The principles just described in this section will be used to buttress construction of battle templates in the remainder of this article.

2.2 Troop Density

In attack keep a close eye on the density of forces. This is The Principle of Mass by another name. It is discussed in more detail here since it is very easy to begin an engagement without having sufficient troop density. By density, it is meant how many troops there are per linear yard of battle front. An example from a wargame is shown in Figure 1.

Figure 1. Typical defensive troop density ~4 men/yd in Napoleonic wargame

Let's say each of the 8 infantry battalions in Figure 1 contain 500 men. Since each hex is 100 meters, and the front covered from top to bottom is 10 hexes, then (8 x 500 men) / (10 x 100 meters) = 4.0 men/meter. For a comparison to historical troop density during the Napoleonic period, look at the values shown in Table 1.

Table 1. Troop density in Napoleonic battles [WIL39:54]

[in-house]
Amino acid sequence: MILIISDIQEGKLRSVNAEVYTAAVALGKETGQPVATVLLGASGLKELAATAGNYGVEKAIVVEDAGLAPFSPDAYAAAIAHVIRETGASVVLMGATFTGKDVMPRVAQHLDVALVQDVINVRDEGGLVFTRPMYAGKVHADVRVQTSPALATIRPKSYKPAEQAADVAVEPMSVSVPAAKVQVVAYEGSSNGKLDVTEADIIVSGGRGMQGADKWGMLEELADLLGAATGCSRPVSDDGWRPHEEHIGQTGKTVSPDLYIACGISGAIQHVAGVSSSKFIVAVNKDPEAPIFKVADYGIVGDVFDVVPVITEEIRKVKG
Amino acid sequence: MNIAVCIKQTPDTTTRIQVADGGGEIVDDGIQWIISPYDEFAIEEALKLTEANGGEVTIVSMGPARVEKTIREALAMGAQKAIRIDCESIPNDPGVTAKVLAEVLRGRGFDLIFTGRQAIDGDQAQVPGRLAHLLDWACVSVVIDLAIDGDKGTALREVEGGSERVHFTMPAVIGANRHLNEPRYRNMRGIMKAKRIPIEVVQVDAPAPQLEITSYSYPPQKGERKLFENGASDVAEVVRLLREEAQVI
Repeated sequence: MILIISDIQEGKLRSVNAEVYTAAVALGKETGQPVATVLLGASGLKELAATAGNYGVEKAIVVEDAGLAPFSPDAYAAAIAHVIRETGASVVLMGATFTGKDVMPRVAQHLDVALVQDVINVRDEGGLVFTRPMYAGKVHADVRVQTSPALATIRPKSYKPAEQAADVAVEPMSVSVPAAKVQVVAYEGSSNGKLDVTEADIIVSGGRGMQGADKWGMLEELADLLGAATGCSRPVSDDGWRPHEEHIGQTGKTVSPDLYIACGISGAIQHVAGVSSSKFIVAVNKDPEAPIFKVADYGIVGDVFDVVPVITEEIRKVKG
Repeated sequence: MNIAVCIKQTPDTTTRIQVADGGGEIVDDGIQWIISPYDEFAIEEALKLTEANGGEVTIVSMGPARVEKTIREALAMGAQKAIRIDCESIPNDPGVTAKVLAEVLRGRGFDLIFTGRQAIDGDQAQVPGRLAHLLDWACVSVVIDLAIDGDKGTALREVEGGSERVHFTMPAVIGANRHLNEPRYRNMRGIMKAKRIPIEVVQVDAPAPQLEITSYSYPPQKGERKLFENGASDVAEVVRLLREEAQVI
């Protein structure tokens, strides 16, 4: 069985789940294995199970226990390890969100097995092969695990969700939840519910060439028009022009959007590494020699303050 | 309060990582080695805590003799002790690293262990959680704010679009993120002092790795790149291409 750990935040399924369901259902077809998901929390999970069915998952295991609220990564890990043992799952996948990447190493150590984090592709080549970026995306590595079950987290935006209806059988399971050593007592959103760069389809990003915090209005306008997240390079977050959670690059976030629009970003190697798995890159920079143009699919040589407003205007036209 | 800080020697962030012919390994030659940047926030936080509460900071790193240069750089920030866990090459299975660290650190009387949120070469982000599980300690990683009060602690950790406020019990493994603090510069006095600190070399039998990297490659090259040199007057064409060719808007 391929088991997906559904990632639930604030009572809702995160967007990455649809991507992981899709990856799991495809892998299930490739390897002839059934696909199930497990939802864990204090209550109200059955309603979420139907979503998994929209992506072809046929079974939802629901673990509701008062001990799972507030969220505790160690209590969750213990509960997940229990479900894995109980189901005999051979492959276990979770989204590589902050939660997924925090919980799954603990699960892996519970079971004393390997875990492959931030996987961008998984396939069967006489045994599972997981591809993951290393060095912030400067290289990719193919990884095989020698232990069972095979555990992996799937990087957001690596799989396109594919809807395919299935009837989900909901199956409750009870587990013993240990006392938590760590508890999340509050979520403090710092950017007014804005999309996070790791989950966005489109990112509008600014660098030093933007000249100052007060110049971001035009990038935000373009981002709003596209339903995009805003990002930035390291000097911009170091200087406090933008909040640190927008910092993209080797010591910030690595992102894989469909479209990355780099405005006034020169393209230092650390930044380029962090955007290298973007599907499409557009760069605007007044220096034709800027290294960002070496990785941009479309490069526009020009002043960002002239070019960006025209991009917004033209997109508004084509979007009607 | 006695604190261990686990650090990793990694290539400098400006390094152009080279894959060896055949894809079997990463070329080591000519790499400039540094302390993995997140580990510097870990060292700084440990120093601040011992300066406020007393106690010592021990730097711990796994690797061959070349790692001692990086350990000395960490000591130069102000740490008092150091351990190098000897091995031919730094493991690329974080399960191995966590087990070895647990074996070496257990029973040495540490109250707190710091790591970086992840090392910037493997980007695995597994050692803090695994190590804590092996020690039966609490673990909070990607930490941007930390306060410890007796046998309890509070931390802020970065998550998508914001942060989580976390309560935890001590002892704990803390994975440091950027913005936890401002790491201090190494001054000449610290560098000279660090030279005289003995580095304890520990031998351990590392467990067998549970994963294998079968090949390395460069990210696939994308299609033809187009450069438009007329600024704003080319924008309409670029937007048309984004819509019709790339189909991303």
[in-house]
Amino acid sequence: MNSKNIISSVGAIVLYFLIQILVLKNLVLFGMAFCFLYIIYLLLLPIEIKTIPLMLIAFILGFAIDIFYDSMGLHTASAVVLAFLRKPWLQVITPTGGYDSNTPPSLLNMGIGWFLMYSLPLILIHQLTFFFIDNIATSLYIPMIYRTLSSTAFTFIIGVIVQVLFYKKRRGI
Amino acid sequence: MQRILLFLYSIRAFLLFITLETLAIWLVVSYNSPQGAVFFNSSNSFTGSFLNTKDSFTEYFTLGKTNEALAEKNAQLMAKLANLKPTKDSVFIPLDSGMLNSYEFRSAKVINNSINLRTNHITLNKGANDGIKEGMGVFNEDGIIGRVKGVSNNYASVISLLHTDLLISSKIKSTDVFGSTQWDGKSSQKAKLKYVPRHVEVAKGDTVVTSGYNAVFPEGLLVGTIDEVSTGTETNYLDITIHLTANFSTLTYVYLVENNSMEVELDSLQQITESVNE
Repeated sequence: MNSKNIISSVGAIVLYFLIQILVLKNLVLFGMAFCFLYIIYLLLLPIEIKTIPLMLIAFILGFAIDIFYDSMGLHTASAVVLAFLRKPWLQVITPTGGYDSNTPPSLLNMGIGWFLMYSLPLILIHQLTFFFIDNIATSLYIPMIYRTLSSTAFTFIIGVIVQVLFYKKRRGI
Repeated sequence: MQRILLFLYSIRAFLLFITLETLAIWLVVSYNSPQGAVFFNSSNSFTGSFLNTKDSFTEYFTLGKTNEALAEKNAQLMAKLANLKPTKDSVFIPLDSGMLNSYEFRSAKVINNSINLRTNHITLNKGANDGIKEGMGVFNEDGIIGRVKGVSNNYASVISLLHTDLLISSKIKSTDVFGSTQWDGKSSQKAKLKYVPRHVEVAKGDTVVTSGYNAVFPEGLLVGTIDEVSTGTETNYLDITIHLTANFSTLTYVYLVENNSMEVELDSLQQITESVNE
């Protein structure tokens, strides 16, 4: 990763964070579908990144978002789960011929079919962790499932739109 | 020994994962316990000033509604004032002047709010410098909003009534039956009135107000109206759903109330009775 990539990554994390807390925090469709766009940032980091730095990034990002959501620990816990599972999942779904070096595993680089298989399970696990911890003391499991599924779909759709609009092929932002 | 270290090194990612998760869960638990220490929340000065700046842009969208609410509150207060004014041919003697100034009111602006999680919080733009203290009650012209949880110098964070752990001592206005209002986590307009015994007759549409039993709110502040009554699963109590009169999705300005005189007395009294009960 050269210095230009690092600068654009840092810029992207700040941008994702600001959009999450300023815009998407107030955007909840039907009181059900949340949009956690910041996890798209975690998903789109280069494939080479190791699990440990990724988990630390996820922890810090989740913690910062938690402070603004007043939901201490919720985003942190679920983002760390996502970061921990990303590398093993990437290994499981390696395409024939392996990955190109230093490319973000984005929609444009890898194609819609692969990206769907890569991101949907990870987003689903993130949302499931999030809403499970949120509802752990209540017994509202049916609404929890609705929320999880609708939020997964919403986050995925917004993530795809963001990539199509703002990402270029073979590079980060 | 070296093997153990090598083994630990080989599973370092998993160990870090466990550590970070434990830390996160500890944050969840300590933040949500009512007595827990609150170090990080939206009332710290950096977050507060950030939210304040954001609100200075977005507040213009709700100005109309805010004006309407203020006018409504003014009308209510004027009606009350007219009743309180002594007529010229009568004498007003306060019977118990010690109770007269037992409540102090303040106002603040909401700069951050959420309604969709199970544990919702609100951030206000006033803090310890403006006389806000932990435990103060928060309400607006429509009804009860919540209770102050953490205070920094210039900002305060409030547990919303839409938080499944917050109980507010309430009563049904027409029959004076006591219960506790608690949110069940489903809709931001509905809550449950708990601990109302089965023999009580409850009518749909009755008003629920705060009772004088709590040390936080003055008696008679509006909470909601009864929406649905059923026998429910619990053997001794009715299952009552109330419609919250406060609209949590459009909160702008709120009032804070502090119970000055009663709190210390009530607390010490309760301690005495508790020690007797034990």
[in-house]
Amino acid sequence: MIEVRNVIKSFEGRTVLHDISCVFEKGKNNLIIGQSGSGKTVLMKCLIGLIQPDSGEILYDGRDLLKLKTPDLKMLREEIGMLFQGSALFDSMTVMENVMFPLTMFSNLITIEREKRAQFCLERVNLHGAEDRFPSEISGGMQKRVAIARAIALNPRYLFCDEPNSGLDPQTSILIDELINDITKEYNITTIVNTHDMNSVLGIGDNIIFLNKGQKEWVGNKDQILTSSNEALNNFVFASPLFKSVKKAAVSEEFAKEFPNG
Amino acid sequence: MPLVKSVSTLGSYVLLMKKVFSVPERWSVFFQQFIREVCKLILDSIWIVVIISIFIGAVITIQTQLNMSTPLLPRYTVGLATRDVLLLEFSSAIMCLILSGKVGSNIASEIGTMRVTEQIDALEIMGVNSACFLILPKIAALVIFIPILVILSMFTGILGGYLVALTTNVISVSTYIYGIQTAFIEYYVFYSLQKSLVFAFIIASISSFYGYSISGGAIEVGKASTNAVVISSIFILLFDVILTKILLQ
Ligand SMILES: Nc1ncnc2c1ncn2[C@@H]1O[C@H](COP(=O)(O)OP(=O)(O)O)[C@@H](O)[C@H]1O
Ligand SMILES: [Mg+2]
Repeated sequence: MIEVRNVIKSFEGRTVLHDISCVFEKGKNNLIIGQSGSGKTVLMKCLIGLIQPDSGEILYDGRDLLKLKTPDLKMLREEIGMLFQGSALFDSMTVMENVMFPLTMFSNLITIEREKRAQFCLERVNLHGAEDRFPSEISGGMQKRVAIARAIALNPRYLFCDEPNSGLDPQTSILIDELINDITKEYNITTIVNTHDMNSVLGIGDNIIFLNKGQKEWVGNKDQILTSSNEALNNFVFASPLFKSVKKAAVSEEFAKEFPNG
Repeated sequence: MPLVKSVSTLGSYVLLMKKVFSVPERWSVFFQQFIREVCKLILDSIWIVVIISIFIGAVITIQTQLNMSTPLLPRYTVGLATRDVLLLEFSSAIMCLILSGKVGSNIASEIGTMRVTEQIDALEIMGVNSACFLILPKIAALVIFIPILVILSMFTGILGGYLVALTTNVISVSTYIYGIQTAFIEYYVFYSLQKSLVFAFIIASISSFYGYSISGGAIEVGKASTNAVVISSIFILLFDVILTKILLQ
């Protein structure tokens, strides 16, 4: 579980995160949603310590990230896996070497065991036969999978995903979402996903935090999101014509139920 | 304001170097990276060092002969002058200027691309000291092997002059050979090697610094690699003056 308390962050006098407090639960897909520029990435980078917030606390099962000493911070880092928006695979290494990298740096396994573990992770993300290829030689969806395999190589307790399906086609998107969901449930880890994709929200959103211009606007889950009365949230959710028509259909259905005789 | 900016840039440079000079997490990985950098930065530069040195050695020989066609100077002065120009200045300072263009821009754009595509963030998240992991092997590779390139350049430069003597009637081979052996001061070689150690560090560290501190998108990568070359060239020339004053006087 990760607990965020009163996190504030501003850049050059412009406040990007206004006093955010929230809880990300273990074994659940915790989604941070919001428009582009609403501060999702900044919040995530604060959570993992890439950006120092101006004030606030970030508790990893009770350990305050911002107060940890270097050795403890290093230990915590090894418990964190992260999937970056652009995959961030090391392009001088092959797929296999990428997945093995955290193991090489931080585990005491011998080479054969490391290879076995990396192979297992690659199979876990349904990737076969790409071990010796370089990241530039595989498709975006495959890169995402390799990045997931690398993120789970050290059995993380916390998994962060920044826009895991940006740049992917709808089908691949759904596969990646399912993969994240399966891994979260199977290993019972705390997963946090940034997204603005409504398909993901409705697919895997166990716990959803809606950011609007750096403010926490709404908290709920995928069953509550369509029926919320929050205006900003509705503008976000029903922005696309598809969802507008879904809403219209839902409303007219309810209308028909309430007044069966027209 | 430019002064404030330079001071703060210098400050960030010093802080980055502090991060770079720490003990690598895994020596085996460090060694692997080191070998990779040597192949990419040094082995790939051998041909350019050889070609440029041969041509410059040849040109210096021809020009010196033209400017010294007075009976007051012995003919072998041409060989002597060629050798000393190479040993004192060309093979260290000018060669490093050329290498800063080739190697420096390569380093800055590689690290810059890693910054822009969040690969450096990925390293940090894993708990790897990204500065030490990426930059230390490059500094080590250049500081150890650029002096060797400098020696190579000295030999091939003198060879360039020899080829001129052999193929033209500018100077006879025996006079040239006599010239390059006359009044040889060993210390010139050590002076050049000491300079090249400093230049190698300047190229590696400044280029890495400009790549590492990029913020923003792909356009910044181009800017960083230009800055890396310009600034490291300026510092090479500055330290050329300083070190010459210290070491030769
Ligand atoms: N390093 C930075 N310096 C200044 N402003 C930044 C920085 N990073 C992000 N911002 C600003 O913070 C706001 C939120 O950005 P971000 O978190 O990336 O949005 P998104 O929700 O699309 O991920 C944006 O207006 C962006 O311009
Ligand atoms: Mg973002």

men per yard






Keep in mind the numbers in Table 1 are averages across the entire battlefield. The values in Table 1 are totals of infantry, cavalry, and artillery, though the great majority will of course be infantry. Artillery or cavalry are not included in calculations regarding Figure 1, but can be calculated separately. The idea is the same though. In any case stack up as much as possible in the locale that the decisive attack will be made and use as little as dared in other areas. The place of attack should be concentrated, say 20% or less of the total battlefield width. So in the area of attack, it's recommended to have 3X or more of the densities shown in Figure 1. Aim for something like 15 or more men per yard, all stacked in depth of course!

Figure 2. Typical offensive troop density 15 men or more per yard in Napoleonic wargame